Tunisia’s parliament on Saturday gave the prime minister special powers for two months to allow for the accelerated adoption of measures to combat the spread of the novel coronavirus and its economic fallout.
Prime Minister Elyes Fakhfakh will be able to issue decrees without referring to the legislature in an effort to battle the pandemic in the North African country, according to a text adopted by parliament.
The decision was passed by 178 members of the 217-strong parliament during a plenary session, part of which was conducted by video-conference.
“It was necessary because the executive power must take the reins quickly to amend the law on finance for example, or modify penal procedures in order to enforce the lockdown,” said Nessryne Jelalia, head of the Al Bawsala NGO, which monitors parliamentary decisions.
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“One must see however if the measure will be proportional and necessary,” she told AFP.
The move comes as the government has imposed a series of tough measures to curb the novel coronavirus spread since early March, when the first case emerged in the country.
Tunisia has been under a curfew since 17 March and authorities imposed stricter lockdown orders on 22 March that will remain in place until 19 April.
Covid-19 has claimed 19 lives in Tunisia so far among 553 confirmed cases of the disease.
Saturday’s decision was based on Article 17 of Tunisia’s constitution, which allows parliament to delegate powers to the head of government for a period of time that does not exceed two months.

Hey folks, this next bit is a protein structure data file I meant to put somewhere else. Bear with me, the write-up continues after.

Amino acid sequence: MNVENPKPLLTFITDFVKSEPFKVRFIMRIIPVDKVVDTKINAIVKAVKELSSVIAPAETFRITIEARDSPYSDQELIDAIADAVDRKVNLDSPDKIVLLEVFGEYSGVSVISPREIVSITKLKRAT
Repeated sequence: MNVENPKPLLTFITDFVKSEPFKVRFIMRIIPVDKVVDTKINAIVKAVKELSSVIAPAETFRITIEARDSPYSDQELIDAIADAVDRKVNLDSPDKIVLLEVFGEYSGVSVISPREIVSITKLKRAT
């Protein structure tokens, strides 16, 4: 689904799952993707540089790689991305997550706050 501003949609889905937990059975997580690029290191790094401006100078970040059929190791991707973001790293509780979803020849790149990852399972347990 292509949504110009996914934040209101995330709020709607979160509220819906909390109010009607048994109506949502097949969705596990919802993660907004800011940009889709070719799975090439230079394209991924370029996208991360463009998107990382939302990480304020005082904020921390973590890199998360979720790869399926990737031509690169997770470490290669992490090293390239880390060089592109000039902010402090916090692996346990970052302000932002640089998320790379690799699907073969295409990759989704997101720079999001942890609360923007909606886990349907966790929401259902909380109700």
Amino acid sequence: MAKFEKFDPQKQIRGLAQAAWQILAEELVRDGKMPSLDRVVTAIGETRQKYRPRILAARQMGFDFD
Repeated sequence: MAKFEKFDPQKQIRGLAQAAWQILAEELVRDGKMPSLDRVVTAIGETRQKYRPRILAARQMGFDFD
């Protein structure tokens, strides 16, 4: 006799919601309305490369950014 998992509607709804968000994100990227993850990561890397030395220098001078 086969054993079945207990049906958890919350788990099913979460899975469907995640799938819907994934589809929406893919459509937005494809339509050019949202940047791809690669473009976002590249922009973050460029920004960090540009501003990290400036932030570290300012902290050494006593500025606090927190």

The leftist Democratic Current party, which holds 22 seats in the parliament, said in a statement that activating the article “aims at granting the government the necessary flexibility to put in place mechanisms to confront the spread of the coronavirus”.
Lawmakers had initially agreed to limit the special powers to one month before voting to allow the prime minister a free hand for the full two months.
The text adopted on Saturday states that when the two months are up, the decrees issued by the prime minister would be submitted to parliament for ratification.
In February, Fakhfakh, a former finance minister, was sworn in after winning a parliamentary vote of confidence that ended four months of post-election deadlock amid political wrangling.
His government has announced a financial package that includes aid for the poor as well as tax and loan repayment holidays. Fakhfakh has said the government may impose exceptional taxes on companies to cover this if the government cannot find the money elsewhere, according to Reuters.
Tunisia, which embraced democracy after a 2011 uprising to overthrow veteran autocrat Zine el-Abidine Ben Ali, has struggled to develop its economy over the past decade.
An International Monetary Fund loan programme expires this month and Finance Minister Nizar Yaich told Reuters in March that the government had begun negotiations with IMF on a new agreement.